Dominic Raab finds ignorance is bliss as Labour struggle to land a blow
The man with almost as many jobs as former chancellor George Osborne is not known for his rapier wit, has a tendency to make gaffes and was facing off against the ferocious Angela Rayner.
Labour’s deputy leader has tended to wipe the floor with Tory politicians, balancing Jeremy Corbyn’s anger with being actually intelligent.
What’s more, Mr Raab has very little to work with, not least with his prep team unlikely to ever write something as funny as him saying “the sea was closed”.
But, somehow, despite the Prime Minister literally having gone to visit a scandal-hit Saudi Arabia, the former lawyer still came out on top.
That is not to say there weren’t slip-ups. Labour’s Matt Western warranted laughs asking “what first attracted the Prime Minister to the billionaire Russian oligarchs?”.
Mr Raab replied the “Prime Minister is not just a very social individual”, in a quip that married neatly, if perhaps unintentionally, with the ‘partygate’ allegations.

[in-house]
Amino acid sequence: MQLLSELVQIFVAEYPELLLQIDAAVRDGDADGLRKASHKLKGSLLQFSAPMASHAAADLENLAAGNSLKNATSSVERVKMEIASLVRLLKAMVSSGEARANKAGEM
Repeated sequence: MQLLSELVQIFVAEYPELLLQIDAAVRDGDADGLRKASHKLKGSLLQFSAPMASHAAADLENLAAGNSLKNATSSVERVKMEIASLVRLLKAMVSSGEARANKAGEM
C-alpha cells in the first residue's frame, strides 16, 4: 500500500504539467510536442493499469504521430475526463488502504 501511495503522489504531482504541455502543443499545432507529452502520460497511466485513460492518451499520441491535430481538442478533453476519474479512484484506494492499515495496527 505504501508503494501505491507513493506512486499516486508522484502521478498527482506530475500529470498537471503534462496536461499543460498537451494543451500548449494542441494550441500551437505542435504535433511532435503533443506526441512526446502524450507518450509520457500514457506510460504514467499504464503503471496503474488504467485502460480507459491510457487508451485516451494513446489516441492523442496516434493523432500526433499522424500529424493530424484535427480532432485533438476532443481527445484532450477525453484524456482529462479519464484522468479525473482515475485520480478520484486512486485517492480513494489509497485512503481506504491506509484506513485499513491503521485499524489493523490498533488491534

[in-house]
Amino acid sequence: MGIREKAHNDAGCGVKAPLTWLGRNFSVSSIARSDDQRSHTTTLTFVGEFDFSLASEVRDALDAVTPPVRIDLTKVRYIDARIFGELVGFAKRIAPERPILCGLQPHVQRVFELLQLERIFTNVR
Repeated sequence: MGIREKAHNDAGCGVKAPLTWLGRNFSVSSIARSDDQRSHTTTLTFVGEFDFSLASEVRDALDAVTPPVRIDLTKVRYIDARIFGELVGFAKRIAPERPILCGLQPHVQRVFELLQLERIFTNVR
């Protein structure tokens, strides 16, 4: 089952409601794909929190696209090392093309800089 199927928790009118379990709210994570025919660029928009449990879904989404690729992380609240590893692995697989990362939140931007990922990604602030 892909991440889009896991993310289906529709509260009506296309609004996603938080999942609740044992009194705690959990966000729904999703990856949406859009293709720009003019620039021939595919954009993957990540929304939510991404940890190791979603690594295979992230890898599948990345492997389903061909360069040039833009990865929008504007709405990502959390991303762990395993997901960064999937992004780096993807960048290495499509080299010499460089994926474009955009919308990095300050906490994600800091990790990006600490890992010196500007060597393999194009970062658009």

But that was the only hiccup. Lib Dem MP Alistair Carmichael thought he'd got the upper hand, saying it would have been better for the Prime Minister to be in Britain talking to British energy suppliers, only to be dismissed with a grin by Mr Raab.
He pointed out the Prime Minister was closing down a £1 billion deal, creating jobs, and had already spoken to British energy companies that week.
Sure the delivery wasn’t impressive, but doesn’t it seem a strong riposte written down.
For Ms Rayner, it was a PMQs to forget, despite her repeated attempts to press Mr Raab over Lord Lebedev’s elevation to the Upper House despite security concerns.
The question is valid, but Mr Raab can dismiss it as "nonsense" with the confidence of a man who hadn't seen the intelligence report, and even if he had, he couldn't possibly comment.
So often at PMQs the Prime Minister struggles because he doesn’t answer the question and just repeats generic claims about Labour.
Mr Raab did his homework and didn’t say anything he has to apologise for, which by current standards is a rare victory for the UK Government.
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